The traust authorization Service

Adam J. Lee, Marianne Winslett, Jim Basney, Von Welch

Research output: Contribution to journalArticlepeer-review

Abstract

In recent years, trust negotiation has been proposed as a novel authorization solution for use in open-system environments, in which resources are shared across organizational boundaries. Researchers have shown that trust negotiation is indeed a viable solution for these environments by developing a number of policy languages and strategies for trust negotiation that have desirable theoretical properties. Further, existing protocols, such as TLS, have been altered to interact with prototype trust negotiation systems, thereby illustrating the utility of trust negotiation. Unfortunately, modifying existing protocols is often a time-consuming and bureaucratic process that can hinder the adoption of this promising technology. In this paper, we present Traust, a third-party authorization service that leverages the strengths of existing prototype trust negotiation systems. Traust acts as an authorization broker that issues access tokens for resources in an open system after entities use trust negotiation to satisfy the appropriate resource access policies. The Traust architecture was designed to allow Traust to be integrated either directly with newer trust-aware applications or indirectly with existing legacy applications; this flexibility paves the way for the incremental adoption of trust negotiation technologies without requiring widespread software or protocol upgrades. We discuss the design and implementation of Traust, the communication protocol used by the Traust system, and its performance. We also discuss our experiences using Traust to broker access to legacy resources, our proposal for a Traust-aware version of the GridFTP protocol, and Traust's resilience to attack.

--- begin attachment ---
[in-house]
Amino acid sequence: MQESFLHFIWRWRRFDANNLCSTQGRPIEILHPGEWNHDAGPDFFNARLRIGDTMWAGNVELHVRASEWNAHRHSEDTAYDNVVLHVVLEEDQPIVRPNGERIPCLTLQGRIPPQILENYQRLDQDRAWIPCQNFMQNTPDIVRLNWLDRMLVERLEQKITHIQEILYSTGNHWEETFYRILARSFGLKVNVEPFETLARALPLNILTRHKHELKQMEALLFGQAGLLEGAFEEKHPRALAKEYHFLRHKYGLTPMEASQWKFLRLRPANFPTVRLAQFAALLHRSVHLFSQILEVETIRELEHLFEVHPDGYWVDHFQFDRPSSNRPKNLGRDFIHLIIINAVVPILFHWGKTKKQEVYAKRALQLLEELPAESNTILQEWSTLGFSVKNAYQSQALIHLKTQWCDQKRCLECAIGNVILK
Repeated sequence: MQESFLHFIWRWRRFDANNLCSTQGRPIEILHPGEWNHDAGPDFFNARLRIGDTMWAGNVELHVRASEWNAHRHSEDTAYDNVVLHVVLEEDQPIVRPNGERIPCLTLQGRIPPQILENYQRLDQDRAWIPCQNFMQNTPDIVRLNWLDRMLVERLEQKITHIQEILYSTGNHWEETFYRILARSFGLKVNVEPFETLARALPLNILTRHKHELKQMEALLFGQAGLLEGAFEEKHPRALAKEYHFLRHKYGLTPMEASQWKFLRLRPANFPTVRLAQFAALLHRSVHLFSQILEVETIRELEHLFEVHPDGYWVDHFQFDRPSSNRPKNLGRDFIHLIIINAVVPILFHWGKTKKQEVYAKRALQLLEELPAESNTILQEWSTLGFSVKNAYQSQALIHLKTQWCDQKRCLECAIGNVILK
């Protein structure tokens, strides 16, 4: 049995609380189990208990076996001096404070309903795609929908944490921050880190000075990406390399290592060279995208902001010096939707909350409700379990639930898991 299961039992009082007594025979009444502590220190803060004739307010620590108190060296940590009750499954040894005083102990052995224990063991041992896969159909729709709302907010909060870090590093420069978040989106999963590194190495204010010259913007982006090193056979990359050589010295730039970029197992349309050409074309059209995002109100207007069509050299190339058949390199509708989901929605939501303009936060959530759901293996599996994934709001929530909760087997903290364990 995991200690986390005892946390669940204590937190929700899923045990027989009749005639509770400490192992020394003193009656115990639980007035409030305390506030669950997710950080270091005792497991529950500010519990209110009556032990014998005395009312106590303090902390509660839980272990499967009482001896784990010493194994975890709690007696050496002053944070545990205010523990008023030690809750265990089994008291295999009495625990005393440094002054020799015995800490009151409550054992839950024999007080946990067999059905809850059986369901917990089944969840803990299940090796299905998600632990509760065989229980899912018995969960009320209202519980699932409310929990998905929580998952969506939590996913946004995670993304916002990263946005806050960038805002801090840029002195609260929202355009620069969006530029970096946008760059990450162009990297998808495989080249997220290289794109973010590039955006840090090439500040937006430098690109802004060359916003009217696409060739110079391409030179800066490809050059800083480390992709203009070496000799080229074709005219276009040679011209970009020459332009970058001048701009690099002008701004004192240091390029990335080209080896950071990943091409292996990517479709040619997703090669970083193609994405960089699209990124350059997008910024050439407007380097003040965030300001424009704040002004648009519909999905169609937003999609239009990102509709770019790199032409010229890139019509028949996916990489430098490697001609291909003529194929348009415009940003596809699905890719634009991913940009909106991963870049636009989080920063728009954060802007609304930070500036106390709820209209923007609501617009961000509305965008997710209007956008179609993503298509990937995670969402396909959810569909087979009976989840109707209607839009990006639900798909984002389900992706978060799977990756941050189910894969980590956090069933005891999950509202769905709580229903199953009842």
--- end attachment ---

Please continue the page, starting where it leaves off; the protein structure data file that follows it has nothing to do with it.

Original languageEnglish (US)
Article number2
JournalACM Transactions on Information and System Security
Volume11
Issue number1
DOIs
StatePublished - Feb 1 2008

Keywords

  • Attribute-based access control
  • Credentials
  • Trust negotiation

ASJC Scopus subject areas

  • Computer Science(all)
  • Safety, Risk, Reliability and Quality

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